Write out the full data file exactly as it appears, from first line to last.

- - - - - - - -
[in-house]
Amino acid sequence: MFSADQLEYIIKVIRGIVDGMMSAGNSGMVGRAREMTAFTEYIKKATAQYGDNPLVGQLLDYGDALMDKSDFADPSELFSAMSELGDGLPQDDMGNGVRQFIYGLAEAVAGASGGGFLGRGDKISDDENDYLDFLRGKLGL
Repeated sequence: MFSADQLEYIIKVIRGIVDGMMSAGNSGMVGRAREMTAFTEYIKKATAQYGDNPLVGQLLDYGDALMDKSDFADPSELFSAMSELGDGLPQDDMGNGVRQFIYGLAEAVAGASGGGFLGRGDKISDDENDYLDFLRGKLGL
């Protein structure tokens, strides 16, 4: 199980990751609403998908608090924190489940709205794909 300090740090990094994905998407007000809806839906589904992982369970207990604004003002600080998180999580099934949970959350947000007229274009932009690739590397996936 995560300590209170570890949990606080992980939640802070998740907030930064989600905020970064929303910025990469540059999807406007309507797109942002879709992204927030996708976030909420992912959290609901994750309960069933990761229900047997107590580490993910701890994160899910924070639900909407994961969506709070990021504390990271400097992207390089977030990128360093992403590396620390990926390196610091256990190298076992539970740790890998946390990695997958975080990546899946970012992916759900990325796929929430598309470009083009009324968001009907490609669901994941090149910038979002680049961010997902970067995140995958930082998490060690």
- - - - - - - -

[in-house]
Amino acid sequence: MFSADQLEYIIKVIRGIVDGMMSAGNSGMVGRAREMTAFTEYIKKATAQYGDNPLVGQLLDYGDALMDKSDFADPSELFSAMSELGDGLPQDDMGNGVRQFIYGLAEAVAGASGGGFLGRGDKISDDENDYLDFLRGKLGL
Repeated sequence: MFSADQLEYIIKVIRGIVDGMMSAGNSGMVGRAREMTAFTEYIKKATAQYGDNPLVGQLLDYGDALMDKSDFADPSELFSAMSELGDGLPQDDMGNGVRQFIYGLAEAVAGASGGGFLGRGDKISDDENDYLDFLRGKLGL
């Protein structure tokens, strides 16, 4: 199980990751609403998908608090924190489940709205794909 300090740090990094994905998407007000809806839906589904992982369970207990604004003002600080998180999580099934949970959350947000007229274009932009690739590397996936 995560300590209170570890949990606080992980939640802070998740907030930064989600905020970064929303910025990469540059999807406007309507797109942002879709992204927030996708976030909420992912959290609901994750309960069933990761229900047997107590580490993910701890994160899910924070639900909407994961969506709070990021504390990271400097992207390089977030990128360093992403590396620390990926390196610091256990190298076992539970740790890998946390990695997958975080990546899946970012992916759900990325796929929430598309470009083009009324968001009907490609669901994941090149910038979002680049961010997902970067995140995958930082998490060690």